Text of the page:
Perhaps ironically (perhaps not), these are questions Greenberg himself spent much of his career as a theologian pondering. More than any other public interpreter of Judaism in the second half of the twentieth century, Greenberg espoused the centrality of the Biblical idea that human beings are created in the image of God; and for Greenberg, whose wife Blu is generally considered the mother of Orthodox Jewish feminism, the category emphatically included men and women. His insistence on this theological concept, and on what he saw as Judaism’s general orientation around a life-affirming stance, was part of his response to the Holocaust. Where the Nazis engaged in dehumanization and built a culture of death, Judaism must be the world’s religious vanguard in the continuous uplifting of the value of life and the infinite worth and dignity of every human being.
This could have made Greenberg into a prophetic voice, stridently calling out against any degradation of humanity. And while he did engage in limited protests against the Vietnam War and on behalf of Soviet Jews, another major lesson from the Shoah for Greenberg was the imperative to acquire and use power on behalf of that humanization agenda. True to his commitments to dialectic, he attempted to combine principle with pragmatism. Even as he was a prolific author, teacher, and theologian, the bulk of his career was devoted to engaging and teaching the wealthy and powerful, giving them a framework for a meaningful post-Holocaust Judaism, nurturing their own personal Jewish practice, and convincing them to financially support Jewish schools, camps, educational organizations, and the state of Israel.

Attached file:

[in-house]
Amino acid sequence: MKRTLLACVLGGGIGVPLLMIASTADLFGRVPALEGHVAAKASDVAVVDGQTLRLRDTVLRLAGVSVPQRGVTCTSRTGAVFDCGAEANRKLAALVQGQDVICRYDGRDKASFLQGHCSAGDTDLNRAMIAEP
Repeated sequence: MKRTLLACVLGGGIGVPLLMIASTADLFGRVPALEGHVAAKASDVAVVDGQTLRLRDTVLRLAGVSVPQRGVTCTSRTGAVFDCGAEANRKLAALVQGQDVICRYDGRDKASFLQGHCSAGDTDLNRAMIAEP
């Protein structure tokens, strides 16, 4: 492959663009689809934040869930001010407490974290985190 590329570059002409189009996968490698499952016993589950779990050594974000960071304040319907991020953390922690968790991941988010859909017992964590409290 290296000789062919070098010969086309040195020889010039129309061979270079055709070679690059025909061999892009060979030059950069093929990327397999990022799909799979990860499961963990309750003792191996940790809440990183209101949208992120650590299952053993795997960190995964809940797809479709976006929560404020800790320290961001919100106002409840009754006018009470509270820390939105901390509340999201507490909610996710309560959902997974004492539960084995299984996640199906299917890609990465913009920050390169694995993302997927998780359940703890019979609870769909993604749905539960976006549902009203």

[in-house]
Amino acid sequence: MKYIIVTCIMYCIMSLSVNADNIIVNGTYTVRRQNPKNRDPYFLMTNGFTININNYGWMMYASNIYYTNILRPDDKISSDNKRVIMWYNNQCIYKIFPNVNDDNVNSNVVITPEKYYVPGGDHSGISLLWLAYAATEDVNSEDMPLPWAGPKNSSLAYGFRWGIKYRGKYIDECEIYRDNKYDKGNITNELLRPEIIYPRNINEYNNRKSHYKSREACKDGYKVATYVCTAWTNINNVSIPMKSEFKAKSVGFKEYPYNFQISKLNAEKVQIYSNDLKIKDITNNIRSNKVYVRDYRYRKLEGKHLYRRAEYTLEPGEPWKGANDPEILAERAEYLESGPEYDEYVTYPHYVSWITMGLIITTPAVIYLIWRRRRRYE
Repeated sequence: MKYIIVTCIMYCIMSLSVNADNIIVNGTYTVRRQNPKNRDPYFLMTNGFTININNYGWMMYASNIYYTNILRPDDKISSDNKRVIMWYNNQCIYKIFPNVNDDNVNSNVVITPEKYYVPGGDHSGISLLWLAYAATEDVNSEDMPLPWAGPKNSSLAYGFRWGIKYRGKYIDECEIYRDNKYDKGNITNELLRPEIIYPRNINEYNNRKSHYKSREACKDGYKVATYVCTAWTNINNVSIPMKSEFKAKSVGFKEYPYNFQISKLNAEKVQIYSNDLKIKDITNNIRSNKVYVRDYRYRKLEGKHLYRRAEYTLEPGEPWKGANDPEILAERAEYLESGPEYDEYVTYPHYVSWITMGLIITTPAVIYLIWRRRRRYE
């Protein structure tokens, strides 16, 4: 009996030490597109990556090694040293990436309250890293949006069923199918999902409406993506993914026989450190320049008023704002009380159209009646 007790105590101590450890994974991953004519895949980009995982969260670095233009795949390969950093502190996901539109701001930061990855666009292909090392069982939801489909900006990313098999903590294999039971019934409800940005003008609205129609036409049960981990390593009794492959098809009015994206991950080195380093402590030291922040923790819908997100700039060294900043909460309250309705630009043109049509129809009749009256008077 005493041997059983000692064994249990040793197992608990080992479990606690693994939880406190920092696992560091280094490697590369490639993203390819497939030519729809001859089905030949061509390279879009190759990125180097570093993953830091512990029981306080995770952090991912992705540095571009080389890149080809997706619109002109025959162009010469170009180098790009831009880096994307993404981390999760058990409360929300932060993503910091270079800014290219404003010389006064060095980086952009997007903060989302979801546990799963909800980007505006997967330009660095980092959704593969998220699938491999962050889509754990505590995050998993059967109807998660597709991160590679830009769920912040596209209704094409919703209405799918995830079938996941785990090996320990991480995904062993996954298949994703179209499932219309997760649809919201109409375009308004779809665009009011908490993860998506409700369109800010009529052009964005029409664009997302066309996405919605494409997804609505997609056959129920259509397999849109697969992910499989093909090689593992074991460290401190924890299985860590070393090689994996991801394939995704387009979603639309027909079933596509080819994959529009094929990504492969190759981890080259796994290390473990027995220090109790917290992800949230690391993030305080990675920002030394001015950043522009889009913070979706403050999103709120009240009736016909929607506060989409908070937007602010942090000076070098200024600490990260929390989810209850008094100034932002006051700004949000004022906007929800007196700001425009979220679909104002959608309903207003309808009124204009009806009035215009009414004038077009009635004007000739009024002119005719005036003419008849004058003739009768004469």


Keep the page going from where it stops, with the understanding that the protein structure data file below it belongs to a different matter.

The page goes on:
All of which meant that while he maintained a kind of purity of principle—the image of God, the sanctity of life—he also was keen to get his hands dirty, which he framed as a theologically-mandated pragmatism. “The basic thesis of the Halachah is very simple,” he said in a 1967 speech at Yeshiva University. “Norms, whatever their intrinsic worth, cannot be realized in real life in one step, if they can be realized at all. Then the crucial question of the moral state of society becomes: how to move, step by step, toward the overcoming of an evil without thereby collaborating with the system, that is, in the process selling out to the system.” In Greenberg’s covenantal theology, God commits to a relationship, first to humans (through the Noahide covenant) and then to Israel (through the Sinaitic covenant), despite their flaws. That relationship is expressed through the Torah’s commandments: challenging but reasonable demands for better behavior that will, eventually, result in redemption.